Wed, 25 June 2014
White Supremacy and the Central Park 5
A Black Agenda Radio commentary by executive editor Glen Ford
“In America, white supremacy means never having to say you’re sorry, in any meaningful way.”
A settlement will soon be finalized, in New York City, that will award five no longer young Black men $40 million for spending between 7 and 13 years in prison for a crime they did not commit. Twenty-five years ago, the Central Park 5 – Raymond Santana, Antron McCray, Yusef Salaam, Kevin Richardson and Kharey Wise – were almost universally described in the media in animalistic terms. They were a “wolf pack” that had gone “wilding” on a mad rampage of lust and brutality, raping a 28-year-old white jogger and beating her almost to death. The cops – experts at psychological operations against Black teenagers – coerced confessions from the 14, 15 and 16 year olds, and they were convicted in 1990.
Miraculously, in 2002, the real perpetrator, a total stranger to the young men, confessed to having committed the crime all by himself. Forensic science confirmed his guilt, and the convictions were vacated. Having lost that which could never be reclaimed – their youth – the Central Park 5 sued the police and prosecutors for false arrest, malicious prosecution and a racially motivated conspiracy to deprive them of their civil rights. But, official New York was unrepentant. The billionaire mayor, Michael Bloomberg, insisted that the city had violated no one’s rights. The five Black and Hispanic men should just go on with their lives, and be grateful that they were no longer officially branded as brutal rapists. The police had acted in “good faith.”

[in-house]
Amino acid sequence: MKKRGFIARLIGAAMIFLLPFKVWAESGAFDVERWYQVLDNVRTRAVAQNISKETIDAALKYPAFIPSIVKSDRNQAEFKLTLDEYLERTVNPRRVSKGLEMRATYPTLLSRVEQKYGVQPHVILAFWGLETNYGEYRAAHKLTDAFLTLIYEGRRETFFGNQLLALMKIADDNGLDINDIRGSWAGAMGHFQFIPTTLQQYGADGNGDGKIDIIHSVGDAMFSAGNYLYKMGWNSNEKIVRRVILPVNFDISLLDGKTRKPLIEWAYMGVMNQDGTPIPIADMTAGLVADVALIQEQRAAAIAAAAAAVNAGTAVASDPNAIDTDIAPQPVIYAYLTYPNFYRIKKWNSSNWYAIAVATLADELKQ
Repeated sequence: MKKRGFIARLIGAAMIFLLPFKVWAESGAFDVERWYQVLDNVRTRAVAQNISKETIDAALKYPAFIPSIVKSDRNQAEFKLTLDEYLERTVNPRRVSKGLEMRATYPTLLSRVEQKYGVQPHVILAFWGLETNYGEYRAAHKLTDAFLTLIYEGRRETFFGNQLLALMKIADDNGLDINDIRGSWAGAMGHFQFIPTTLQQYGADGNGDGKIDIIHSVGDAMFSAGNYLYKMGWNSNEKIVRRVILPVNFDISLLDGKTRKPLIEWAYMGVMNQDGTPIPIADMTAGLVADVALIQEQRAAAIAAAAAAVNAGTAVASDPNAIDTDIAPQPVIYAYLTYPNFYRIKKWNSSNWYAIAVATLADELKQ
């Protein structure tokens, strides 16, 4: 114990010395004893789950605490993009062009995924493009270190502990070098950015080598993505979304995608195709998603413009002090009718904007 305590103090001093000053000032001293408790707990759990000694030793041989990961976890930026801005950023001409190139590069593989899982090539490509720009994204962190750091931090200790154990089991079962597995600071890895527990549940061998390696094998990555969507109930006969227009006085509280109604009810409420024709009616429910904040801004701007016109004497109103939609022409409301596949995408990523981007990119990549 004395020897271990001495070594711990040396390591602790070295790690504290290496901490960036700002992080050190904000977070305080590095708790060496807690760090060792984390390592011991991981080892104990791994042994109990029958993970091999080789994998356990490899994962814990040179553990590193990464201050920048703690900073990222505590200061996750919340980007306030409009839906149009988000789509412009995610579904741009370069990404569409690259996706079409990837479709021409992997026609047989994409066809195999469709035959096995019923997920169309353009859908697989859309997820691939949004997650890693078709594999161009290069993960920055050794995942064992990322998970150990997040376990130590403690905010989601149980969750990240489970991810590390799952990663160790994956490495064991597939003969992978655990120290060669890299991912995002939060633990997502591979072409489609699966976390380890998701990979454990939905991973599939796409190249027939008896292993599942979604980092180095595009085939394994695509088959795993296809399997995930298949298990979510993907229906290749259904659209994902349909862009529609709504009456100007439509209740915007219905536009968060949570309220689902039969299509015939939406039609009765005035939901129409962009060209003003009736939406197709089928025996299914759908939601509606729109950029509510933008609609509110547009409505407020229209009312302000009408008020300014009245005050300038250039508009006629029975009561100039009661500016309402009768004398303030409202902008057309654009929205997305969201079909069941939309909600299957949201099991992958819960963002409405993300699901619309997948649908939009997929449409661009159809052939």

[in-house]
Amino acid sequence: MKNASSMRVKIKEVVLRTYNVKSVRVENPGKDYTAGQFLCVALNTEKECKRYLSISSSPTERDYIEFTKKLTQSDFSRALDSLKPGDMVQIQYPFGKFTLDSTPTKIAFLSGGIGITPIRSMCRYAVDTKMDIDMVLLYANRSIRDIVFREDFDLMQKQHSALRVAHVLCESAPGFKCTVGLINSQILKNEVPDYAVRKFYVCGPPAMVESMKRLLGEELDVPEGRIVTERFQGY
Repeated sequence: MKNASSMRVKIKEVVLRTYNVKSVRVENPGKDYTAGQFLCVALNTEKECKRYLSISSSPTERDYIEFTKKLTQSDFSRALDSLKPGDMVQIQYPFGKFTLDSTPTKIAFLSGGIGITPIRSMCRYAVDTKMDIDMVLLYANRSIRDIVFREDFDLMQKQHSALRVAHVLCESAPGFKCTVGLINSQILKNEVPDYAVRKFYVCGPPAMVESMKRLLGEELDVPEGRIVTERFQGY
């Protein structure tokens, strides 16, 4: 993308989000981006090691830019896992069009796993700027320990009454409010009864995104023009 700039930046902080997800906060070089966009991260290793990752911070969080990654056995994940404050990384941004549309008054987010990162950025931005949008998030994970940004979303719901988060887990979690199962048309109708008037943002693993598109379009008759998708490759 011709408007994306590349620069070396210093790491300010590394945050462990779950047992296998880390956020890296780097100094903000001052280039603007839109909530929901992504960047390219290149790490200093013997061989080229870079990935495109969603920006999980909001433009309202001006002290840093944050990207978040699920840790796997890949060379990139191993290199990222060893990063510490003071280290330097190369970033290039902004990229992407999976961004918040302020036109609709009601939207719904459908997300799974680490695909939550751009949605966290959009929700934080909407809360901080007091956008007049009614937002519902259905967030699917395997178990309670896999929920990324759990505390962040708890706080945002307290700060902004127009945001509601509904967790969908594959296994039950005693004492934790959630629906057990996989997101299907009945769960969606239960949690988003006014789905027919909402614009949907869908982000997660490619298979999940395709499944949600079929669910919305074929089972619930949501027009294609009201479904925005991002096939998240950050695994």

“The war against Blacks is a permanent feature of social control in the United States.”
Only a morally depraved, irredeemable racist would use the term “good faith” to describe the treatment accorded the Central Park 5. In a sane, non-racist society, the fact that five innocent children had been made to confess to a horrible crime that they did not commit would be viewed as a prima facie case of police misconduct. The onus would be on law enforcement to explain how such multiple miscarriages of justice could have happened in the absence of unlawful behavior by the police. But, in America, white supremacy means never having to say you’re sorry, in any meaningful way – and never relinquishing the authority to behave in exactly the same manner the next time it suits your purposes.
Thus, Mayor Bill de Blasio’s decision to accept a $40 million settlement for the unspeakable crimes committed against the Central Park 5 is more controversial, in white society, than Mayor Bloomberg’s abject refusal to atone at all. It’s not that $40 million will break the city’s budget. New York paid out more than $700 million in settlements or awards from lawsuits for negligence, police abuse and property damage in 2012, and expects to pay more than $800 million a year by 2016. But, what they refuse to relinquish is the right to whip up racial hysteria at will, to treat Black children like wolves and other species of wild animals, to scream that Black bucks are running amuk.
The war against Blacks is a permanent feature of social control in the United States. Although the Central Park 5 were exonerated, and will now be monetarily compensated, their ordeal bore ample fruit for the white supremacist state. In the wake of the fictitious “wilding,” Mayors Rudolph Giuliani and Michael Bloomberg were enabled to impose an even harsher, racially selective police state on Black and brown neighborhoods all across the city, ruining countless young lives.
For Black Agenda Radio, I’m Glen Ford. On the web, go to BlackAgendaReport.com.
BAR executive editor Glen Ford can be contacted at Glen.Ford@BlackAgendaReport.com.